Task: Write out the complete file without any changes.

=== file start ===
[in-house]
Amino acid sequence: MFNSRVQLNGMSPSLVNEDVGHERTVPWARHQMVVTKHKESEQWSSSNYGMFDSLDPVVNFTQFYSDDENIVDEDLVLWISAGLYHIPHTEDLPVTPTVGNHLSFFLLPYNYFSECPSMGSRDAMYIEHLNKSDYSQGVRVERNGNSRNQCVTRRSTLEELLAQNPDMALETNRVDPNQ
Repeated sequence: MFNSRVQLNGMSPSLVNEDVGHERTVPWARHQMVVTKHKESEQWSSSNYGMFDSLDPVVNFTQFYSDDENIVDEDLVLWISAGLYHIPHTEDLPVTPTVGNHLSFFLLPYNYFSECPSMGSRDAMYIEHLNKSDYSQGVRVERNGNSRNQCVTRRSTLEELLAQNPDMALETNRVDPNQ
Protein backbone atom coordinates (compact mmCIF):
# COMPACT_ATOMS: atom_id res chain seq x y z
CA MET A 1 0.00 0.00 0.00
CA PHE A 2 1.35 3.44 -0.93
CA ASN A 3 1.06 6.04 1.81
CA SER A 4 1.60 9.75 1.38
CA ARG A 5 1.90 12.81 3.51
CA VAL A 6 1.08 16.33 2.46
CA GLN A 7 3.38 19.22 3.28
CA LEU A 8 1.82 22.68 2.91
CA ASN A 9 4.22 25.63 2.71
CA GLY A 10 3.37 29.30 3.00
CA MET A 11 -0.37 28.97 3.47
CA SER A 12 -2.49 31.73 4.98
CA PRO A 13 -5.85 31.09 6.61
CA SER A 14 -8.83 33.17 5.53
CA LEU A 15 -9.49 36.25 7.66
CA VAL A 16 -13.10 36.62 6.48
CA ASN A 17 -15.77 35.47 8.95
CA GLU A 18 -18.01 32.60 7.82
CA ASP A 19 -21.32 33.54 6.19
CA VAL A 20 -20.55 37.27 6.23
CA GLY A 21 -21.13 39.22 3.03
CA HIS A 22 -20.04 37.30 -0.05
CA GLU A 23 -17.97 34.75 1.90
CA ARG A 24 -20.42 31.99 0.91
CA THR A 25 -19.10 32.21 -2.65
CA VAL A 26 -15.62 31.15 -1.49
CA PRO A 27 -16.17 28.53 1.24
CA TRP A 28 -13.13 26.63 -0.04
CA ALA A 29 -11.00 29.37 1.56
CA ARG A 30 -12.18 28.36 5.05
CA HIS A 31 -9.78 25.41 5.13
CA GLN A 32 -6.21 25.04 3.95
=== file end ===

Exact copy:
[in-house]
Amino acid sequence: MFNSRVQLNGMSPSLVNEDVGHERTVPWARHQMVVTKHKESEQWSSSNYGMFDSLDPVVNFTQFYSDDENIVDEDLVLWISAGLYHIPHTEDLPVTPTVGNHLSFFLLPYNYFSECPSMGSRDAMYIEHLNKSDYSQGVRVERNGNSRNQCVTRRSTLEELLAQNPDMALETNRVDPNQ
Repeated sequence: MFNSRVQLNGMSPSLVNEDVGHERTVPWARHQMVVTKHKESEQWSSSNYGMFDSLDPVVNFTQFYSDDENIVDEDLVLWISAGLYHIPHTEDLPVTPTVGNHLSFFLLPYNYFSECPSMGSRDAMYIEHLNKSDYSQGVRVERNGNSRNQCVTRRSTLEELLAQNPDMALETNRVDPNQ
Protein backbone atom coordinates (compact mmCIF):
# COMPACT_ATOMS: atom_id res chain seq x y z
CA MET A 1 0.00 0.00 0.00
CA PHE A 2 1.35 3.44 -0.93
CA ASN A 3 1.06 6.04 1.81
CA SER A 4 1.60 9.75 1.38
CA ARG A 5 1.90 12.81 3.51
CA VAL A 6 1.08 16.33 2.46
CA GLN A 7 3.38 19.22 3.28
CA LEU A 8 1.82 22.68 2.91
CA ASN A 9 4.22 25.63 2.71
CA GLY A 10 3.37 29.30 3.00
CA MET A 11 -0.37 28.97 3.47
CA SER A 12 -2.49 31.73 4.98
CA PRO A 13 -5.85 31.09 6.61
CA SER A 14 -8.83 33.17 5.53
CA LEU A 15 -9.49 36.25 7.66
CA VAL A 16 -13.10 36.62 6.48
CA ASN A 17 -15.77 35.47 8.95
CA GLU A 18 -18.01 32.60 7.82
CA ASP A 19 -21.32 33.54 6.19
CA VAL A 20 -20.55 37.27 6.23
CA GLY A 21 -21.13 39.22 3.03
CA HIS A 22 -20.04 37.30 -0.05
CA GLU A 23 -17.97 34.75 1.90
CA ARG A 24 -20.42 31.99 0.91
CA THR A 25 -19.10 32.21 -2.65
CA VAL A 26 -15.62 31.15 -1.49
CA PRO A 27 -16.17 28.53 1.24
CA TRP A 28 -13.13 26.63 -0.04
CA ALA A 29 -11.00 29.37 1.56
CA ARG A 30 -12.18 28.36 5.05
CA HIS A 31 -9.78 25.41 5.13
CA GLN A 32 -6.21 25.04 3.95